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From The Health Office

Thursday, September 8, 2016

Recently we have seen many cases of the “common cold” at school. Here is some information that we’d like to share with you:

What is common cold?

A common cold also known simply as a cold, is a viral infectious disease of the upper respiratory tract that primarily affects the nose. The throat, sinuses, and voice box may also be affected. Signs and symptoms may begin less than two days following exposure. Usually school-aged children catch a common cold between three – eight times in a year.

There are more than 200 known viruses that cause a common cold. The virus attaches itself to a cell (the line on the nose and throat) and then multiplies, causing the familiar symptoms such as runny nose, sore throat, cough, congestion, slight body ache, sneezing, mild headache and a low-grade fever. Some cold viruses attach to the cells in your lower respiratory tract and cause coughs as well as runny noses and sore throat.

How the colds spread?

Colds may be spread through coughing or sneezing. Touching the skin of someone who has the infected droplets on their skin and then touching your mouth, nose or eyes. Inhaling tiny droplets of fluid that contain the cold virus – these are launched into the air when an infected person coughs or sneezes. If you shake, touch or hold the hand of an infected person (who may not have apparent symptoms) and then touch your eyes or nose, you are more likely to infect yourself with the virus. Also, you can catch a cold if you touch your eyes or nose after touching a hard, nonporous surface, such a telephone or doorknob, shortly after an infected person has touched it.


The aches and pains that we usually feel when catching a common cold are signs that the body is fighting the infection. Other signs and symptoms include:

  • Sore throat
  • Sneezing
  • Runny nose
  • Watery and red eyes
  • Muscle aches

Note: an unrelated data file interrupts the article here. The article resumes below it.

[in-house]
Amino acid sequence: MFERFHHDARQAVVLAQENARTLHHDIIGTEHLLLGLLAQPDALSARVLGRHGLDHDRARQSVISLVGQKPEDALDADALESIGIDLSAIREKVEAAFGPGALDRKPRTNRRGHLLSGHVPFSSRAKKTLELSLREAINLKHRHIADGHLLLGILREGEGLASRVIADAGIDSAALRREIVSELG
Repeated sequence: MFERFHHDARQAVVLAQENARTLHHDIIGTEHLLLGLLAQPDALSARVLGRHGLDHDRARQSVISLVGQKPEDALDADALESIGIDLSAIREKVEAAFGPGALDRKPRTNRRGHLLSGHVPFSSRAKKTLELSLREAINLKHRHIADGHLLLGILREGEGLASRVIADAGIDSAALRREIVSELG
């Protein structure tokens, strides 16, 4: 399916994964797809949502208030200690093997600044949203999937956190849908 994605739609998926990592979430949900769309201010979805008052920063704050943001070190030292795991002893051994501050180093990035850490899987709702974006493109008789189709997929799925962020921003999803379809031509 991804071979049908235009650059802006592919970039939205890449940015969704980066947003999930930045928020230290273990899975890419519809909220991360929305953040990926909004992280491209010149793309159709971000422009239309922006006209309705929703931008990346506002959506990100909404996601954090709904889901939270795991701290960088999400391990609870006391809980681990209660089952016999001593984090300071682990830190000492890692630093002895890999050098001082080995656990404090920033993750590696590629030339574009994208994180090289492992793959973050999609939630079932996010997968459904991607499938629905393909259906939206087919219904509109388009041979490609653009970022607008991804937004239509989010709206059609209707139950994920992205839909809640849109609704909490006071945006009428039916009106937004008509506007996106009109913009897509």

• Low-grade fever
  • Headache
  • Cough
  • Fatigue
  • Loss of appetite.

These symptoms usually last from 2 - 7 days. A cough may last longer than this, but as the illness improves, the cough is usually dry and the fever has gone away.

What to do?

There is no cure for the common cold. You can try the following to reduce symptoms:

  • Get plenty of rest
  • Drink plenty fluids
  • Use cold compress to relieved headache
  • Saline drops to wash away secretions
  • Take a long, hot shower to relieve nasal congestion
  • Take fever and pain relief medications like acetaminophen or ibuprofen
  • Take cough medicine with expectorant


  • Wash hands frequently with soap and warm water for at least 20 seconds before and after eating, using the bathroom, coughing and sneezing.
  • Avoid being around healthy people if you are sick, and vice-versa as this minimizes the chances of spreading the disease.
  • Avoid sharing food and drinks with others.
  • Cover your mouth with a tissue when sneezing or coughing; avoid or minimize handshake and wash hands after handshake.
  • Avoid touching your eyes, nose and mouth as germs spread in this way.
  • Stay home for at least 24 hours after the fever is gone.
  • Clean and disinfect hard surfaces and objects that may be contaminated with germs, including bathroom surfaces, kitchen counters and kids’ toys. Clean by wiping them with a household disinfectant according to the directions on the product label.

When to seek for help

  • If you have a high or persistent fever.
  • If you have asthma or allergies and are coughing up green phlegm.
  • If you have a severe headache.
  • If you can’t hold down your liquids.
  • If you just aren’t getting better after a period of time.

ICS policies with regards to illness/sickness

When a student becomes ill with symptoms of fever, vomiting or diarrhea, the student should stay at home and he or she can return to ICS after 24 hours of being free of symptoms of fever (without medication), vomiting or diarrhea. All medication prescribed by a doctor will need to be given to the Health Office while the student is at school. You’ll also need to inform the respective school offices (elementary, middle or high school) to inform that the student is ill and is staying at home.